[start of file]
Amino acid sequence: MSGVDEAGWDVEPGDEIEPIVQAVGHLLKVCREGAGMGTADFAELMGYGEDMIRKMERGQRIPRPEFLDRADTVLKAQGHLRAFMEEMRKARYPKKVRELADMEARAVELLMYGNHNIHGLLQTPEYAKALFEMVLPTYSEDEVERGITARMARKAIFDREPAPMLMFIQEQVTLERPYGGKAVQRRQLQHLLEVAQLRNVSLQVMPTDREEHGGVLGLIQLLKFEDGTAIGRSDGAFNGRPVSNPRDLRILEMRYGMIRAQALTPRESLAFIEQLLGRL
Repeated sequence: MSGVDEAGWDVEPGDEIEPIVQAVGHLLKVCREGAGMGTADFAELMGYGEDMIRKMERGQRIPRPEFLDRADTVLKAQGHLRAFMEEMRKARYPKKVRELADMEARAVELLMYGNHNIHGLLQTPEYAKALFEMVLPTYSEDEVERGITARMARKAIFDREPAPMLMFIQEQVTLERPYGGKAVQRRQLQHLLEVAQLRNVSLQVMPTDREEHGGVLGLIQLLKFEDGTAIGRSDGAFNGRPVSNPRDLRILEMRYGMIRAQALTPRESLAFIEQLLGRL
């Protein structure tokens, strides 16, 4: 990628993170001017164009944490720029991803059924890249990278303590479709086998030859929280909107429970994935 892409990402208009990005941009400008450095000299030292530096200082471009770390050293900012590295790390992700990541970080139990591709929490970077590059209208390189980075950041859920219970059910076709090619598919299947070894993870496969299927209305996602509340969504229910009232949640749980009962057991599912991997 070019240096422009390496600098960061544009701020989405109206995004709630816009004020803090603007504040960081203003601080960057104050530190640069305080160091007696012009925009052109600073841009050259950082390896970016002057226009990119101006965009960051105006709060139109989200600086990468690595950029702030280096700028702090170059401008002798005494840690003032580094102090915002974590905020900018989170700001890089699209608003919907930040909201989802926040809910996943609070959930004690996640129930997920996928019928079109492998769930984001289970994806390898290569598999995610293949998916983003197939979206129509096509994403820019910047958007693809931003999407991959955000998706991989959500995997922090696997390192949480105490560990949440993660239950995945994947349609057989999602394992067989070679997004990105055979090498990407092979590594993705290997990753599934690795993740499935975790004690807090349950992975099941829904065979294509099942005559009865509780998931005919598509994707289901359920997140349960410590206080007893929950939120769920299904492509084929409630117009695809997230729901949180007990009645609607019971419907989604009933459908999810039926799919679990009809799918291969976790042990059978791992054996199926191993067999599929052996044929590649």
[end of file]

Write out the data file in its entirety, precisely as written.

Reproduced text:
Amino acid sequence: MSGVDEAGWDVEPGDEIEPIVQAVGHLLKVCREGAGMGTADFAELMGYGEDMIRKMERGQRIPRPEFLDRADTVLKAQGHLRAFMEEMRKARYPKKVRELADMEARAVELLMYGNHNIHGLLQTPEYAKALFEMVLPTYSEDEVERGITARMARKAIFDREPAPMLMFIQEQVTLERPYGGKAVQRRQLQHLLEVAQLRNVSLQVMPTDREEHGGVLGLIQLLKFEDGTAIGRSDGAFNGRPVSNPRDLRILEMRYGMIRAQALTPRESLAFIEQLLGRL
Repeated sequence: MSGVDEAGWDVEPGDEIEPIVQAVGHLLKVCREGAGMGTADFAELMGYGEDMIRKMERGQRIPRPEFLDRADTVLKAQGHLRAFMEEMRKARYPKKVRELADMEARAVELLMYGNHNIHGLLQTPEYAKALFEMVLPTYSEDEVERGITARMARKAIFDREPAPMLMFIQEQVTLERPYGGKAVQRRQLQHLLEVAQLRNVSLQVMPTDREEHGGVLGLIQLLKFEDGTAIGRSDGAFNGRPVSNPRDLRILEMRYGMIRAQALTPRESLAFIEQLLGRL
């Protein structure tokens, strides 16, 4: 990628993170001017164009944490720029991803059924890249990278303590479709086998030859929280909107429970994935 892409990402208009990005941009400008450095000299030292530096200082471009770390050293900012590295790390992700990541970080139990591709929490970077590059209208390189980075950041859920219970059910076709090619598919299947070894993870496969299927209305996602509340969504229910009232949640749980009962057991599912991997 070019240096422009390496600098960061544009701020989405109206995004709630816009004020803090603007504040960081203003601080960057104050530190640069305080160091007696012009925009052109600073841009050259950082390896970016002057226009990119101006965009960051105006709060139109989200600086990468690595950029702030280096700028702090170059401008002798005494840690003032580094102090915002974590905020900018989170700001890089699209608003919907930040909201989802926040809910996943609070959930004690996640129930997920996928019928079109492998769930984001289970994806390898290569598999995610293949998916983003197939979206129509096509994403820019910047958007693809931003999407991959955000998706991989959500995997922090696997390192949480105490560990949440993660239950995945994947349609057989999602394992067989070679997004990105055979090498990407092979590594993705290997990753599934690795993740499935975790004690807090349950992975099941829904065979294509099942005559009865509780998931005919598509994707289901359920997140349960410590206080007893929950939120769920299904492509084929409630117009695809997230729901949180007990009645609607019971419907989604009933459908999810039926799919679990009809799918291969976790042990059978791992054996199926191993067999599929052996044929590649």